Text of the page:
Inherited Retinal Diseases: Dispelling stigma and the importance of genetic testing

Inherited Retinal Diseases affect more than 20,000 Canadians. Dilshad Burman speaks with an advocate working to dispel the stigma around the conditions.

By Dilshad Burman

Inherited Retinal Diseases (IRD) affect more than 20,000 Canadians and there are no treatments for the progressive conditions.

They are a large group of hereditary eye conditions caused by varying gene mutations and can be diagnosed in childhood, adolescence or later in life depending on the specific disease.

“I’ve had low vision since I was born …[I’m] completely night blind pretty much,” explains Ramya Amuthan, born with Leber’s Congenital Amaurosis (LCA) — one of many IRDs that result in partial or complete blindness.

“My peripheral vision is very poor. I can’t see stairs and things around me and I also have central vision loss.”

LCA is a recessive condition, which means both of Amuthan’s parents carry the mutated gene associated with the disease.

“My brothers are both carriers, but they don’t have the eye condition. It basically runs in the family,” she says.

Now an advocate for people with disabilities, Amuthan says for the first 18 years of her life, she did not identify as disabled.

“I would walk around the Sri Lankan – Tamil community as if I didn’t have a disability. I would grab my mom’s arm or my brother’s arms, but I would never even consider pulling out my white cane at community events … it was a don’t-ask-don’t-tell, elephant in the room situation,” she says.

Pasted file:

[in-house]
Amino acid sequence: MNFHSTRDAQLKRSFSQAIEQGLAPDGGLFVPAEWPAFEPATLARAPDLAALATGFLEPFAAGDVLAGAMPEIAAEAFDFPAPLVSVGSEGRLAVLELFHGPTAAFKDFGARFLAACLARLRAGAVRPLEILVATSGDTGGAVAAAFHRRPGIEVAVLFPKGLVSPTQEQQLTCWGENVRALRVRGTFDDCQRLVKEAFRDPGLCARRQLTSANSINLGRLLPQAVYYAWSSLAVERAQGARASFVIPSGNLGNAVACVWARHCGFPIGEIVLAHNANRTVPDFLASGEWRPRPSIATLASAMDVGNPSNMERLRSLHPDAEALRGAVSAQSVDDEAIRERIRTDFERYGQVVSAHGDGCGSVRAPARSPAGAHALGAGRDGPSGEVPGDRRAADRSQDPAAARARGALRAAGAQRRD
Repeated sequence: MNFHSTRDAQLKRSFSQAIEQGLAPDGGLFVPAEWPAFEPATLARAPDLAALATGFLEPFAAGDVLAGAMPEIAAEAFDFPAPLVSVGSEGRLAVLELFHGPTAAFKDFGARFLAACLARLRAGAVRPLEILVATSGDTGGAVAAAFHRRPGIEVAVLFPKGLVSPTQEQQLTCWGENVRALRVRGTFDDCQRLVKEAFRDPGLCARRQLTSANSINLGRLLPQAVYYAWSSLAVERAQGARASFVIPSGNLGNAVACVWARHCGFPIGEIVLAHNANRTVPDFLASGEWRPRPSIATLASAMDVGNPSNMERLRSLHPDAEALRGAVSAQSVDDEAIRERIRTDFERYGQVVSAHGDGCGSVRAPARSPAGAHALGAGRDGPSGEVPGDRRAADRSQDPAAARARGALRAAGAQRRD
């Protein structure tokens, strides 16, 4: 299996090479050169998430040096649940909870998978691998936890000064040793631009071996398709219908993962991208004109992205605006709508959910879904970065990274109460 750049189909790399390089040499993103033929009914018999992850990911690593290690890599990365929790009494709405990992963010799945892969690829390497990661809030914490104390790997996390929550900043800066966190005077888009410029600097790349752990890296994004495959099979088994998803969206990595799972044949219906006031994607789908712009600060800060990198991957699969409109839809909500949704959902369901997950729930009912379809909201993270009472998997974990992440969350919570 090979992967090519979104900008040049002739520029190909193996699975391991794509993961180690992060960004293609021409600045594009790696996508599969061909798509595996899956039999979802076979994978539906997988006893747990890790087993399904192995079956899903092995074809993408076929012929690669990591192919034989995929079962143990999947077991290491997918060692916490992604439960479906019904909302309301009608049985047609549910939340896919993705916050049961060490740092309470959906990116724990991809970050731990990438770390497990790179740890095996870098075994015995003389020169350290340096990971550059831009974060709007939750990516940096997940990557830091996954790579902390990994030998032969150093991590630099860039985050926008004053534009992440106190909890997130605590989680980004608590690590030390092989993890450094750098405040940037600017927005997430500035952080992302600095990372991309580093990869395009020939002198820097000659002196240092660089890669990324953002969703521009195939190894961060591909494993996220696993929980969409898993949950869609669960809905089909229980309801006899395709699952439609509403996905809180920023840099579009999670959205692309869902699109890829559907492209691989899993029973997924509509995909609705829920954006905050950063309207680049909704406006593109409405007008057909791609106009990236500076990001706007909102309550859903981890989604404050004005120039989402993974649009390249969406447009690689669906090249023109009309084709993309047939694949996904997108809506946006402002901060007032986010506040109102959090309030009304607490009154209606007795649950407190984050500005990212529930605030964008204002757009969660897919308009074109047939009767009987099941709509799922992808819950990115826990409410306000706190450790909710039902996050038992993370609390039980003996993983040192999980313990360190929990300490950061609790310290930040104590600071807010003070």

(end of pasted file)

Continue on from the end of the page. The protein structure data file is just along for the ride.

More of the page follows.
“I’m sure people knew that I had a disability of some sort, they can probably connect the dots, but nobody would bring it up. It was absolutely taboo to present yourself as a fully accepting person with a disability.”

In a community environment where she felt she had no choice but to hide her disability, Amuthan says she learned to “pass” as a sighted person.

“I wanted to work. I wanted to sit around and eat with people and have normal conversations. But if you were disabled, there’s this internalized trauma and ableism that you are not going to be treated as equal to everybody else,” she says.

“And this is not just exclusive to the Sri Lankan, Tamil community. For generations and generations, if you had a disability, you just weren’t a part of society. And therefore that trickles down to how you will now identify as a person with a disability — which is that, ‘oh, I know that this is a way too difficult for people to handle, so I’m just gonna pretend not to be disabled.'”

After years of silence, Amuthan says she slowly began becoming more open about her condition when she left home to live on her own and started making efforts to dispel the stigma surrounding her condition, both in her community and beyond.

“We’re not pushing the needle forward by everybody pretending like a problem or a situation or an experience doesn’t exist,” she says.

“People believe that living with a disability is just the worst that could possibly happen to you … and obviously that kind of attitude is one of the biggest barriers people with disabilities are facing in order to move towards this inclusive world. All we’re trying to do is just live our lives and that comes with some accommodations [but] we’re trying to squeeze ourselves into workplaces and educational spaces and recreational activities in order to live a full life just as everybody else.”

Amuthan says another big misconception is that all those who identify as blind have zero vision.

“That is absolutely not true. I would say I am right in that crack where at night I can’t see anything, I can’t rely on any usable vision that I have, but during the day, I actually have quite a bit of usable vision that I can use to travel to identify people and just navigate life day-to-day. And so I use a combination of my sight as well as sight alternative senses to do a lot of things.”